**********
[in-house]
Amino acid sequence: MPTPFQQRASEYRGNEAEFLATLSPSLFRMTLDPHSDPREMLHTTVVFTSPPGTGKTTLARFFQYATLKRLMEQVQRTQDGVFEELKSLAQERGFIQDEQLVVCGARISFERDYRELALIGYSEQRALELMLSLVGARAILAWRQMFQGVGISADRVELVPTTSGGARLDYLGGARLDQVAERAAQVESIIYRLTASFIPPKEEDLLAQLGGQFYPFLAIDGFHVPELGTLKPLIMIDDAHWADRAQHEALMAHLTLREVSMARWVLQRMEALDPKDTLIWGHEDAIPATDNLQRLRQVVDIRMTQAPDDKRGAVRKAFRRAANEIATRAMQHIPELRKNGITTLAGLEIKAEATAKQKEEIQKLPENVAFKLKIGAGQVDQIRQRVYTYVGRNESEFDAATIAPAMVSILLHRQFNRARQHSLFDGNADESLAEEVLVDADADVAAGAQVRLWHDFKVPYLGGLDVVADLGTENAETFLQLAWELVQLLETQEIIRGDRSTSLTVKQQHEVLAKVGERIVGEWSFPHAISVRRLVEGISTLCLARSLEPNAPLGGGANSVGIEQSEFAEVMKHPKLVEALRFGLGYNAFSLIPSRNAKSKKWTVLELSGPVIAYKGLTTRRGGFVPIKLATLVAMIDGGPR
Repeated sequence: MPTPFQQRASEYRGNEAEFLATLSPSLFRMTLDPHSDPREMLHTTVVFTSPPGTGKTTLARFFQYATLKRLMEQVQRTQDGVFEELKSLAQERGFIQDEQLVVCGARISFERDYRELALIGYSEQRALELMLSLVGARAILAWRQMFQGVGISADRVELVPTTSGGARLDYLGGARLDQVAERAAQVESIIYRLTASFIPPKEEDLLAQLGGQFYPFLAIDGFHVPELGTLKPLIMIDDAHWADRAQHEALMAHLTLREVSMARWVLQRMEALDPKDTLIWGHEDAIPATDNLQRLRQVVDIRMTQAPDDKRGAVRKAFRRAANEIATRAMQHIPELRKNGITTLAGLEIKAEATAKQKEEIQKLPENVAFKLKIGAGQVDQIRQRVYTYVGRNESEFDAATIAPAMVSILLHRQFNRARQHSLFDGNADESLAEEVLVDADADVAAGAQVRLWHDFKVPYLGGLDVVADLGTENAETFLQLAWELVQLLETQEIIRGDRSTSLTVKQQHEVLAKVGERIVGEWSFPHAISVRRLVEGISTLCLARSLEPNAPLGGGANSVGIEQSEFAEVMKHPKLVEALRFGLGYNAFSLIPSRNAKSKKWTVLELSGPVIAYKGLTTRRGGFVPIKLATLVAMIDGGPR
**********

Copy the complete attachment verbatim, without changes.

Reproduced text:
[in-house]
Amino acid sequence: MPTPFQQRASEYRGNEAEFLATLSPSLFRMTLDPHSDPREMLHTTVVFTSPPGTGKTTLARFFQYATLKRLMEQVQRTQDGVFEELKSLAQERGFIQDEQLVVCGARISFERDYRELALIGYSEQRALELMLSLVGARAILAWRQMFQGVGISADRVELVPTTSGGARLDYLGGARLDQVAERAAQVESIIYRLTASFIPPKEEDLLAQLGGQFYPFLAIDGFHVPELGTLKPLIMIDDAHWADRAQHEALMAHLTLREVSMARWVLQRMEALDPKDTLIWGHEDAIPATDNLQRLRQVVDIRMTQAPDDKRGAVRKAFRRAANEIATRAMQHIPELRKNGITTLAGLEIKAEATAKQKEEIQKLPENVAFKLKIGAGQVDQIRQRVYTYVGRNESEFDAATIAPAMVSILLHRQFNRARQHSLFDGNADESLAEEVLVDADADVAAGAQVRLWHDFKVPYLGGLDVVADLGTENAETFLQLAWELVQLLETQEIIRGDRSTSLTVKQQHEVLAKVGERIVGEWSFPHAISVRRLVEGISTLCLARSLEPNAPLGGGANSVGIEQSEFAEVMKHPKLVEALRFGLGYNAFSLIPSRNAKSKKWTVLELSGPVIAYKGLTTRRGGFVPIKLATLVAMIDGGPR
Repeated sequence: MPTPFQQRASEYRGNEAEFLATLSPSLFRMTLDPHSDPREMLHTTVVFTSPPGTGKTTLARFFQYATLKRLMEQVQRTQDGVFEELKSLAQERGFIQDEQLVVCGARISFERDYRELALIGYSEQRALELMLSLVGARAILAWRQMFQGVGISADRVELVPTTSGGARLDYLGGARLDQVAERAAQVESIIYRLTASFIPPKEEDLLAQLGGQFYPFLAIDGFHVPELGTLKPLIMIDDAHWADRAQHEALMAHLTLREVSMARWVLQRMEALDPKDTLIWGHEDAIPATDNLQRLRQVVDIRMTQAPDDKRGAVRKAFRRAANEIATRAMQHIPELRKNGITTLAGLEIKAEATAKQKEEIQKLPENVAFKLKIGAGQVDQIRQRVYTYVGRNESEFDAATIAPAMVSILLHRQFNRARQHSLFDGNADESLAEEVLVDADADVAAGAQVRLWHDFKVPYLGGLDVVADLGTENAETFLQLAWELVQLLETQEIIRGDRSTSLTVKQQHEVLAKVGERIVGEWSFPHAISVRRLVEGISTLCLARSLEPNAPLGGGANSVGIEQSEFAEVMKHPKLVEALRFGLGYNAFSLIPSRNAKSKKWTVLELSGPVIAYKGLTTRRGGFVPIKLATLVAMIDGGPR